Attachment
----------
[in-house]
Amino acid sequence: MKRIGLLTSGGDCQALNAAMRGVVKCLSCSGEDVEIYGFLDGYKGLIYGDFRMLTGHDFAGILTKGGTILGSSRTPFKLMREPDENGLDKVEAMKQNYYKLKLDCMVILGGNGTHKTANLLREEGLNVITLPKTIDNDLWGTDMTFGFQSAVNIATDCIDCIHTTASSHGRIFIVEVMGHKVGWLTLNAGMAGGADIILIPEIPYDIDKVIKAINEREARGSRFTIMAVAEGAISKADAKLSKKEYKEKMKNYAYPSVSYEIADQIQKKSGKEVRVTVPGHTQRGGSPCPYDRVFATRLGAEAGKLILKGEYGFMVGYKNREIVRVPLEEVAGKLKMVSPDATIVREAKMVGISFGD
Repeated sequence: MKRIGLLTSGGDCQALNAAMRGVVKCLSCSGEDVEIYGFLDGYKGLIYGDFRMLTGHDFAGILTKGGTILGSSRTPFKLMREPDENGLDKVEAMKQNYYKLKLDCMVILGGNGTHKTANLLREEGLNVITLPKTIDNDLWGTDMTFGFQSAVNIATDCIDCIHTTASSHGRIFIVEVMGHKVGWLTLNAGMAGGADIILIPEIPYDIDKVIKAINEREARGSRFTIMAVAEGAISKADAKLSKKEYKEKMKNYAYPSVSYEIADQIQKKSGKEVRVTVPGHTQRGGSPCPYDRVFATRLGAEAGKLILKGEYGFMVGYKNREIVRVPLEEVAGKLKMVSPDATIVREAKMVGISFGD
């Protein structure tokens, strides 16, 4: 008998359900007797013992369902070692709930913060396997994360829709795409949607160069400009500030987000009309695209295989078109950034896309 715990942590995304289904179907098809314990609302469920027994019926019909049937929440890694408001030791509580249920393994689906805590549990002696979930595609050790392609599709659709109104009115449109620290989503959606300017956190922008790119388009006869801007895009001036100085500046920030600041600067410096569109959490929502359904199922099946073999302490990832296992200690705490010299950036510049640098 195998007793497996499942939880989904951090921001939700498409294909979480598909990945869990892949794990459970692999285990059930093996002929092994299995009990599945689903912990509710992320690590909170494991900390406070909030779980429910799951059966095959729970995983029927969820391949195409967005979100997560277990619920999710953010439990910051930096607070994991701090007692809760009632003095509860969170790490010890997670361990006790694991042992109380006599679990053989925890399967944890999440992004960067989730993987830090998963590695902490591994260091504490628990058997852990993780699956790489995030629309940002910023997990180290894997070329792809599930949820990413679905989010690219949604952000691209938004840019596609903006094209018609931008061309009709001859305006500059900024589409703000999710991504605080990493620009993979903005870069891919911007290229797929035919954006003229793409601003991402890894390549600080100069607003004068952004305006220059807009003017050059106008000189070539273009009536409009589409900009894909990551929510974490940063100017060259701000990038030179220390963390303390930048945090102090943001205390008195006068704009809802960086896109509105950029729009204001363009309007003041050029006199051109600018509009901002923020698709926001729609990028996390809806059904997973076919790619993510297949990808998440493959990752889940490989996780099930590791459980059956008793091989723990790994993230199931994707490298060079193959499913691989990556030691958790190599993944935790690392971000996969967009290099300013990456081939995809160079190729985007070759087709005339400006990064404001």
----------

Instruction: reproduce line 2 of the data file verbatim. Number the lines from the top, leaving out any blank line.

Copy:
Amino acid sequence: MKRIGLLTSGGDCQALNAAMRGVVKCLSCSGEDVEIYGFLDGYKGLIYGDFRMLTGHDFAGILTKGGTILGSSRTPFKLMREPDENGLDKVEAMKQNYYKLKLDCMVILGGNGTHKTANLLREEGLNVITLPKTIDNDLWGTDMTFGFQSAVNIATDCIDCIHTTASSHGRIFIVEVMGHKVGWLTLNAGMAGGADIILIPEIPYDIDKVIKAINEREARGSRFTIMAVAEGAISKADAKLSKKEYKEKMKNYAYPSVSYEIADQIQKKSGKEVRVTVPGHTQRGGSPCPYDRVFATRLGAEAGKLILKGEYGFMVGYKNREIVRVPLEEVAGKLKMVSPDATIVREAKMVGISFGD